How to Build a Billion Dollar Startup Company

Tips for Startups and Investors

 

From the Billion-Dollar Startup Course

 

Startup investing course - Billion dollar startups, who, what, and how "unicorns" and startup companies are created - by startup investor/venture capitalist Ross Blankenship; learn how to invest in startups. The fundamentals of billion dollar startups and high valuation companies include a review of the people, execution, timing, and detailed financials that make these companies turn into billion dollar valuation unicorns.  

Like the S&P, Moody’s credit rating systems, or Morningstar research for ranking public companies, we built our own proprietary, private market investing formula and ranking of the next billion dollar startups. Until now, we have never released our proprietary formula; we’re sharing this for the first time because you deserve to know how venture capitalists think, and how you too can make money investing in the right startups. We score every startup we meet on a scale from 0 to 100 using the following investment formula.  

The following startup formula was released from the top selling book on startups and venture capital, titled "Kings Over Aces."

 

Before you make any investment in startups, ask yourself, the startup founders, and others, the following questions:

 

I.   People (See Chapter 2 of Kings Over Aces)

The fundamental questions: 

1.     Are the founders all-in? 

2.     Does the founding team have a hacker, hustler, and social media guru?

3.     Does the founding team have a potential "icon," i.e. the next Steve Jobs or Bill Gates?

4.     Would you trust the founders with a blank check? (Based on a thorough background & credit check)

5.     What experience have the founder(s) had with money?

6.     Do the founders listen to your ideas? 

7.     How many of the founding people are still on board?

 

 II.  Product (See Chapter 3)

The fundamental questions: 

1.     How much do you enjoy using the product?   

2.     What is the likelihood the product will be around 20 years from now?

3.     How favorably do customers speak about the product?  

4.     How big is the actual market for this product?

5.     Can you convince your biggest skeptic to buy the product?

6.     Do customers keep coming back to buy the product?

 

III.   Execution (See Chapter 4)

The fundamental questions: 

1.     Does the product create a need or "must-have-it" in businesses or consumers?

2.     Does the product spark memorable marketing conversations?

3.     Does the product empower a community of evangelists?

4.     Has the company become the thought leader, or the follower?

 

IV. Timing(See Chapter 5)

The fundamental questions: 

1.     Is this a revolutionary, first-in-class product or the most amazing upgrade to an old system?

2.     If it hasn't been done before, why hasn't it?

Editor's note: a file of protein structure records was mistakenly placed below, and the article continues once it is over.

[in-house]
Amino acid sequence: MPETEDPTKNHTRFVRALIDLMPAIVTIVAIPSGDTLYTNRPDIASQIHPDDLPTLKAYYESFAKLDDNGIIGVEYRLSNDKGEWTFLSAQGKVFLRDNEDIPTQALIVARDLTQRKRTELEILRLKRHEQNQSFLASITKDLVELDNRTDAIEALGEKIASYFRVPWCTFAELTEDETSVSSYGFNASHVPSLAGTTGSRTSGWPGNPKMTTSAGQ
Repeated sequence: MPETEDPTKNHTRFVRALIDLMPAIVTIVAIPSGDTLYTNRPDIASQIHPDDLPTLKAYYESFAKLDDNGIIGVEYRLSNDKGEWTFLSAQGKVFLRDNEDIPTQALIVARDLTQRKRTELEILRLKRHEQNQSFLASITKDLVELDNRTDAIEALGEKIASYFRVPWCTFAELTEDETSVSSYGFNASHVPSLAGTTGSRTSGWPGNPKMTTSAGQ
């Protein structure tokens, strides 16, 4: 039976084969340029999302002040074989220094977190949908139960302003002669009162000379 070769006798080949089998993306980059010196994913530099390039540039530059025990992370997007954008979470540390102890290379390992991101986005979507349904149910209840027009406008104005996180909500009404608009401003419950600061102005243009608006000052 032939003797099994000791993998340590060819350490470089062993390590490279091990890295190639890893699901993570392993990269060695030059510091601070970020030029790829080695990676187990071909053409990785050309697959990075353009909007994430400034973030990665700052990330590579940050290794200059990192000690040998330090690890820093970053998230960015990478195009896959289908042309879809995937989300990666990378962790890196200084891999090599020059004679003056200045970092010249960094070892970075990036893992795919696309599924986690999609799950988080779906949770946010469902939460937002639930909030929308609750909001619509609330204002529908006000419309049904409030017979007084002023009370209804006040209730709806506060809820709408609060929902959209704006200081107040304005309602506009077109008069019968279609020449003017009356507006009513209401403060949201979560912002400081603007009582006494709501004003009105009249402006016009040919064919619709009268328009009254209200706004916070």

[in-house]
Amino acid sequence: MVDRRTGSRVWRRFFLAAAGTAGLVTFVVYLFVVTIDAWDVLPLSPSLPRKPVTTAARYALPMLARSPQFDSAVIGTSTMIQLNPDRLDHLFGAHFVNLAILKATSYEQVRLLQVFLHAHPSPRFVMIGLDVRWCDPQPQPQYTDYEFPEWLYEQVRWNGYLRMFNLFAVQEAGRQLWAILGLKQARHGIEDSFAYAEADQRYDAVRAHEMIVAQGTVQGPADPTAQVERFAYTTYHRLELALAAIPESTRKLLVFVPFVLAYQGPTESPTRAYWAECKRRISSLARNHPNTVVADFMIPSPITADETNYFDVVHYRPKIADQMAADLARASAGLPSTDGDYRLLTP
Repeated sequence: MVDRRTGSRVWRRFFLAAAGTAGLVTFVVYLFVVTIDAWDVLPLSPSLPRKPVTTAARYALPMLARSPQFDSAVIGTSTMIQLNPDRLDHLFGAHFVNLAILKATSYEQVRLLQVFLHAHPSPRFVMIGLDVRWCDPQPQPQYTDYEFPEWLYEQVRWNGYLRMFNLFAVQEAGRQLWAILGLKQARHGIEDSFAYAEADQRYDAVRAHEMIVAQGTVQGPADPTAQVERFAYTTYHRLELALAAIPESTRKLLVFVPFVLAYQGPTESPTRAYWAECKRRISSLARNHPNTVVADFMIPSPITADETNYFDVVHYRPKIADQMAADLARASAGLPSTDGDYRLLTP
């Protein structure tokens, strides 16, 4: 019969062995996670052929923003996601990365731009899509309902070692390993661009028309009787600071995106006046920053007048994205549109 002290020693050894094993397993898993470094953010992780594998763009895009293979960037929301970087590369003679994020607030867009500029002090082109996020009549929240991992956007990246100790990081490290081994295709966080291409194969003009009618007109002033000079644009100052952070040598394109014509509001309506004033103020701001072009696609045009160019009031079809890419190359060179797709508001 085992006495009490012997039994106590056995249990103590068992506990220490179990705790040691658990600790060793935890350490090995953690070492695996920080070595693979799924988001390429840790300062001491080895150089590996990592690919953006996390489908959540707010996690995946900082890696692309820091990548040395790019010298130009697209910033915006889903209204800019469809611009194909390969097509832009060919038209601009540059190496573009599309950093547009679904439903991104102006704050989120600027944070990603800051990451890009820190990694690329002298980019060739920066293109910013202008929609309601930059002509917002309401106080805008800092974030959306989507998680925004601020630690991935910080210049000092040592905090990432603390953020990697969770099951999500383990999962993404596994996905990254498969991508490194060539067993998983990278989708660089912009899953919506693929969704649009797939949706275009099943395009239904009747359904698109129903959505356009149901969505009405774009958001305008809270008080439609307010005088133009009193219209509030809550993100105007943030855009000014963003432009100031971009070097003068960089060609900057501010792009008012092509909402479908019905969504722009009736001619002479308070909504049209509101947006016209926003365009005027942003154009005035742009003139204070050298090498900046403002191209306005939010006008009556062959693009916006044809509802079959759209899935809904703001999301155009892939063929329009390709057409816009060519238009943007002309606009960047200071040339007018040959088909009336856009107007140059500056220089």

3.     Does the startup have an exit strategy: either staying private and being acquired, or having an Initial Public Offering (IPO)?  

 

 V.  Financials  (See Chapter 6)

The fundamental questions:

1.     How soon will the startup make money?

2.     What's the startup's valuation?

3.     What equity stake will you obtain and is it enough to stay interested?

4.     Will your investment help allow for at least 18 months of sustainability? 

5.     If there’s an exit, what’s your potential upside?

Angel Kings' Billion Dollar Cybersecurity Fund - AngelKings.com

Angel Kings' Billion Dollar Cybersecurity Fund - AngelKings.com

 

We always ask tough objective and subjective interview questions; and we always calculate a “1 to 100” startup score. To learn specific scoring ranges for each question, visit AngelKings.com.

 

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There’s also another part of the decision making process above that’s not mentioned: it’s called your gut feeling or better known as “intuition.”  Whether you’re a card player, investor, doctor, lawyer, or any other profession, you often rely on your intuition in cases where things don’t add up quite right or you don’t have enough information to make an informed decision. In fact, when you’re investing in startups, you won’t have the same publicly released information as you would investing in a company listed on the NASDAQ or NYSE; thus, you have to be more logical and patient in your investment strategy. You need to use your intuition less often in startup investing before writing a check. After all, for every startup success story you’ve heard where someone invested in a “billion dollar” idea because of a purported gut feeling, there are thousands more who lost their money because their gut was dead wrong. 

 

This is why the Angel Kings’ investment formula is important for startup investors and venture capitalists; it makes important decisions more reliant on facts than intuition. Use as much of the formula as you can, ask the questions in the following chapters, but if there’s a missing piece that doesn’t add up to our 90 score… you’ve got to be willing to say “no.” In the startup world, it’s about saying “no” more than saying “yes” that will lead you to higher returns on investment.     

 

As in law, your burden of proof for investing in startups is beyond a reasonable doubt. And thus, our formula too is geared towards investing in companies that score a 90+ or more before we would ever say yes to invest. 

Learn and get insight into how to create a billion dollar company with our venture capital and startup course today.

 

Get 7 Inside Tips on How to Build a Billion Dollar Startup:

 

  Learn how to create a billion-dollar company in the book "Kings Over Aces."

 

Learn how to create a billion-dollar company in the book "Kings Over Aces."

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